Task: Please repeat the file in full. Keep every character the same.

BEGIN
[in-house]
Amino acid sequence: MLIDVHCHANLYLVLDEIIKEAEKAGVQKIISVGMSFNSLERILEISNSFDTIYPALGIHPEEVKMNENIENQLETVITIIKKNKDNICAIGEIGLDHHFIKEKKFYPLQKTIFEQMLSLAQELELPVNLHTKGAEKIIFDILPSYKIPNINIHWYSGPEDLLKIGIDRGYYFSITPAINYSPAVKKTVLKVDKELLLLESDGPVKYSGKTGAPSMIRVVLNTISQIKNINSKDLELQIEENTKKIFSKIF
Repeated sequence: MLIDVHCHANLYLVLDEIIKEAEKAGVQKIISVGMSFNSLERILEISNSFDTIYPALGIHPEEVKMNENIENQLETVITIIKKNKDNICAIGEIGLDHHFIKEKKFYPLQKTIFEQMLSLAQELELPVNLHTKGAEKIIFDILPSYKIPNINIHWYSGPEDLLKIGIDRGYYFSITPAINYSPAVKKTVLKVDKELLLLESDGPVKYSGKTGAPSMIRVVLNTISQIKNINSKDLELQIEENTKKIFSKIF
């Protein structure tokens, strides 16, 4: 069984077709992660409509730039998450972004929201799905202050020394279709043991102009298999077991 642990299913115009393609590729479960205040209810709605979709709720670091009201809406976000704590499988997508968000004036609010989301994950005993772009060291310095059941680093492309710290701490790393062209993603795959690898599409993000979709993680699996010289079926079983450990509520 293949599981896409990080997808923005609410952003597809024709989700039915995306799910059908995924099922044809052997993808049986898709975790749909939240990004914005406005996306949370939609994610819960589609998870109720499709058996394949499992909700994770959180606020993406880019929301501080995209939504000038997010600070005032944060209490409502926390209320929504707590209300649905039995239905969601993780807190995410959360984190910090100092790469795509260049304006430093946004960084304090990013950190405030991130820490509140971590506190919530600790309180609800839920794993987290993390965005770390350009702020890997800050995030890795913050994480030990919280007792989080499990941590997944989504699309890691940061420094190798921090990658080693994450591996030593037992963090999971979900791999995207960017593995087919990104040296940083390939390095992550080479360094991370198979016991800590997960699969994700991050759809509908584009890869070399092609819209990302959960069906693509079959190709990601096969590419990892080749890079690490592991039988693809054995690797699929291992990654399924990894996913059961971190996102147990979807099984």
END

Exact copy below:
[in-house]
Amino acid sequence: MLIDVHCHANLYLVLDEIIKEAEKAGVQKIISVGMSFNSLERILEISNSFDTIYPALGIHPEEVKMNENIENQLETVITIIKKNKDNICAIGEIGLDHHFIKEKKFYPLQKTIFEQMLSLAQELELPVNLHTKGAEKIIFDILPSYKIPNINIHWYSGPEDLLKIGIDRGYYFSITPAINYSPAVKKTVLKVDKELLLLESDGPVKYSGKTGAPSMIRVVLNTISQIKNINSKDLELQIEENTKKIFSKIF
Repeated sequence: MLIDVHCHANLYLVLDEIIKEAEKAGVQKIISVGMSFNSLERILEISNSFDTIYPALGIHPEEVKMNENIENQLETVITIIKKNKDNICAIGEIGLDHHFIKEKKFYPLQKTIFEQMLSLAQELELPVNLHTKGAEKIIFDILPSYKIPNINIHWYSGPEDLLKIGIDRGYYFSITPAINYSPAVKKTVLKVDKELLLLESDGPVKYSGKTGAPSMIRVVLNTISQIKNINSKDLELQIEENTKKIFSKIF
């Protein structure tokens, strides 16, 4: 069984077709992660409509730039998450972004929201799905202050020394279709043991102009298999077991 642990299913115009393609590729479960205040209810709605979709709720670091009201809406976000704590499988997508968000004036609010989301994950005993772009060291310095059941680093492309710290701490790393062209993603795959690898599409993000979709993680699996010289079926079983450990509520 293949599981896409990080997808923005609410952003597809024709989700039915995306799910059908995924099922044809052997993808049986898709975790749909939240990004914005406005996306949370939609994610819960589609998870109720499709058996394949499992909700994770959180606020993406880019929301501080995209939504000038997010600070005032944060209490409502926390209320929504707590209300649905039995239905969601993780807190995410959360984190910090100092790469795509260049304006430093946004960084304090990013950190405030991130820490509140971590506190919530600790309180609800839920794993987290993390965005770390350009702020890997800050995030890795913050994480030990919280007792989080499990941590997944989504699309890691940061420094190798921090990658080693994450591996030593037992963090999971979900791999995207960017593995087919990104040296940083390939390095992550080479360094991370198979016991800590997960699969994700991050759809509908584009890869070399092609819209990302959960069906693509079959190709990601096969590419990892080749890079690490592991039988693809054995690797699929291992990654399924990894996913059961971190996102147990979807099984």